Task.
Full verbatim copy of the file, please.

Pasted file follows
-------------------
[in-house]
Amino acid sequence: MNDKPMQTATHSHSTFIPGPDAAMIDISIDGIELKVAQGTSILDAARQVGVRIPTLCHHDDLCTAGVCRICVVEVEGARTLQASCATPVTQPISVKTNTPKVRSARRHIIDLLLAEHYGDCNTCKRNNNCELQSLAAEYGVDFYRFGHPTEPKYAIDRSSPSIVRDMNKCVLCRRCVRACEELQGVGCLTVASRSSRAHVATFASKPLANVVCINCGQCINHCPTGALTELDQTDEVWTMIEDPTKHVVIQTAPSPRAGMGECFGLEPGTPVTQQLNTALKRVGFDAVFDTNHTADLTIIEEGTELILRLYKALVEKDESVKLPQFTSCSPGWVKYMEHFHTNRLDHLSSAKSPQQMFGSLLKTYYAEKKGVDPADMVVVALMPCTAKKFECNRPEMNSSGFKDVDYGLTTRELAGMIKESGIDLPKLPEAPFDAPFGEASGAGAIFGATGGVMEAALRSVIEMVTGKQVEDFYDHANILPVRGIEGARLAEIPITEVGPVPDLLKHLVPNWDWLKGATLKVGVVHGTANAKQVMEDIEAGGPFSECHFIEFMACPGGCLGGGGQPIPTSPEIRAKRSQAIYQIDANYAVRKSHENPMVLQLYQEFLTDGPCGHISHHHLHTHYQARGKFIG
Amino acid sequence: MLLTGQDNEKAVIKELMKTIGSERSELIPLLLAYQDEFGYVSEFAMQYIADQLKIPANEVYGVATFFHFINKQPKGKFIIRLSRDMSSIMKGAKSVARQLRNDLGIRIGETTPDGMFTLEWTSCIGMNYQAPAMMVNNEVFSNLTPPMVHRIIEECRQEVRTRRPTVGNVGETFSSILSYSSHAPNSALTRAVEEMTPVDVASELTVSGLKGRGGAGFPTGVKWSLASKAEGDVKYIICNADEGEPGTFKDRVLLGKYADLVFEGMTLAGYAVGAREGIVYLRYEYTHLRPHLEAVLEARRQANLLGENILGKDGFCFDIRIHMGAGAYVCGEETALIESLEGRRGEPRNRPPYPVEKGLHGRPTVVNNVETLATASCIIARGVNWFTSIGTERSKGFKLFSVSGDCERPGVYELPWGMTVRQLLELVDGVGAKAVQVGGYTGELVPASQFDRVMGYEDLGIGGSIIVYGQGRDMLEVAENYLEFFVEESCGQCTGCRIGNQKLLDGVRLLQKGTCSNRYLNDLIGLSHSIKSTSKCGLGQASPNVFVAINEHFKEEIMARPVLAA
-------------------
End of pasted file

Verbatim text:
[in-house]
Amino acid sequence: MNDKPMQTATHSHSTFIPGPDAAMIDISIDGIELKVAQGTSILDAARQVGVRIPTLCHHDDLCTAGVCRICVVEVEGARTLQASCATPVTQPISVKTNTPKVRSARRHIIDLLLAEHYGDCNTCKRNNNCELQSLAAEYGVDFYRFGHPTEPKYAIDRSSPSIVRDMNKCVLCRRCVRACEELQGVGCLTVASRSSRAHVATFASKPLANVVCINCGQCINHCPTGALTELDQTDEVWTMIEDPTKHVVIQTAPSPRAGMGECFGLEPGTPVTQQLNTALKRVGFDAVFDTNHTADLTIIEEGTELILRLYKALVEKDESVKLPQFTSCSPGWVKYMEHFHTNRLDHLSSAKSPQQMFGSLLKTYYAEKKGVDPADMVVVALMPCTAKKFECNRPEMNSSGFKDVDYGLTTRELAGMIKESGIDLPKLPEAPFDAPFGEASGAGAIFGATGGVMEAALRSVIEMVTGKQVEDFYDHANILPVRGIEGARLAEIPITEVGPVPDLLKHLVPNWDWLKGATLKVGVVHGTANAKQVMEDIEAGGPFSECHFIEFMACPGGCLGGGGQPIPTSPEIRAKRSQAIYQIDANYAVRKSHENPMVLQLYQEFLTDGPCGHISHHHLHTHYQARGKFIG
Amino acid sequence: MLLTGQDNEKAVIKELMKTIGSERSELIPLLLAYQDEFGYVSEFAMQYIADQLKIPANEVYGVATFFHFINKQPKGKFIIRLSRDMSSIMKGAKSVARQLRNDLGIRIGETTPDGMFTLEWTSCIGMNYQAPAMMVNNEVFSNLTPPMVHRIIEECRQEVRTRRPTVGNVGETFSSILSYSSHAPNSALTRAVEEMTPVDVASELTVSGLKGRGGAGFPTGVKWSLASKAEGDVKYIICNADEGEPGTFKDRVLLGKYADLVFEGMTLAGYAVGAREGIVYLRYEYTHLRPHLEAVLEARRQANLLGENILGKDGFCFDIRIHMGAGAYVCGEETALIESLEGRRGEPRNRPPYPVEKGLHGRPTVVNNVETLATASCIIARGVNWFTSIGTERSKGFKLFSVSGDCERPGVYELPWGMTVRQLLELVDGVGAKAVQVGGYTGELVPASQFDRVMGYEDLGIGGSIIVYGQGRDMLEVAENYLEFFVEESCGQCTGCRIGNQKLLDGVRLLQKGTCSNRYLNDLIGLSHSIKSTSKCGLGQASPNVFVAINEHFKEEIMARPVLAA